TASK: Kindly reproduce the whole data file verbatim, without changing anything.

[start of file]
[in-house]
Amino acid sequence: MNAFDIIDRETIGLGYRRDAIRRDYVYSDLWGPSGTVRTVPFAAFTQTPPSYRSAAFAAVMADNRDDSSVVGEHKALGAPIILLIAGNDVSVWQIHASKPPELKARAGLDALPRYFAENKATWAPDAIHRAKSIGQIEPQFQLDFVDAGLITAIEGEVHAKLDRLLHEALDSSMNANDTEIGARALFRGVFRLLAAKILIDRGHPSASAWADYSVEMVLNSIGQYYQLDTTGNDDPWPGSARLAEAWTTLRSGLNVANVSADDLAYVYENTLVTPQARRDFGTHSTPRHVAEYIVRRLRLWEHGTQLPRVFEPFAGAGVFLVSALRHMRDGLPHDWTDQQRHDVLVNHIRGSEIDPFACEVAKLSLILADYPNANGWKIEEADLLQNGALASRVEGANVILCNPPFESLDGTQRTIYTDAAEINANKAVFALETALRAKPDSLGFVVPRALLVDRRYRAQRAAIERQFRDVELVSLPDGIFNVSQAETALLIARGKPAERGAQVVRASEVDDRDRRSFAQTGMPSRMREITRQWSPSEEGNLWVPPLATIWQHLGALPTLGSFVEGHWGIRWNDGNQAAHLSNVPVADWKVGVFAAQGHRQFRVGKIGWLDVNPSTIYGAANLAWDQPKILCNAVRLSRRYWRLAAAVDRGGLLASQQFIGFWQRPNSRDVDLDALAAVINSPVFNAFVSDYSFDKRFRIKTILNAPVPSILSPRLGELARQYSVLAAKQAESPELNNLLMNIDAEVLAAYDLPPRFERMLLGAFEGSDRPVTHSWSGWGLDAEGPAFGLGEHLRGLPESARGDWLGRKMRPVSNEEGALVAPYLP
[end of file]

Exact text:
[in-house]
Amino acid sequence: MNAFDIIDRETIGLGYRRDAIRRDYVYSDLWGPSGTVRTVPFAAFTQTPPSYRSAAFAAVMADNRDDSSVVGEHKALGAPIILLIAGNDVSVWQIHASKPPELKARAGLDALPRYFAENKATWAPDAIHRAKSIGQIEPQFQLDFVDAGLITAIEGEVHAKLDRLLHEALDSSMNANDTEIGARALFRGVFRLLAAKILIDRGHPSASAWADYSVEMVLNSIGQYYQLDTTGNDDPWPGSARLAEAWTTLRSGLNVANVSADDLAYVYENTLVTPQARRDFGTHSTPRHVAEYIVRRLRLWEHGTQLPRVFEPFAGAGVFLVSALRHMRDGLPHDWTDQQRHDVLVNHIRGSEIDPFACEVAKLSLILADYPNANGWKIEEADLLQNGALASRVEGANVILCNPPFESLDGTQRTIYTDAAEINANKAVFALETALRAKPDSLGFVVPRALLVDRRYRAQRAAIERQFRDVELVSLPDGIFNVSQAETALLIARGKPAERGAQVVRASEVDDRDRRSFAQTGMPSRMREITRQWSPSEEGNLWVPPLATIWQHLGALPTLGSFVEGHWGIRWNDGNQAAHLSNVPVADWKVGVFAAQGHRQFRVGKIGWLDVNPSTIYGAANLAWDQPKILCNAVRLSRRYWRLAAAVDRGGLLASQQFIGFWQRPNSRDVDLDALAAVINSPVFNAFVSDYSFDKRFRIKTILNAPVPSILSPRLGELARQYSVLAAKQAESPELNNLLMNIDAEVLAAYDLPPRFERMLLGAFEGSDRPVTHSWSGWGLDAEGPAFGLGEHLRGLPESARGDWLGRKMRPVSNEEGALVAPYLP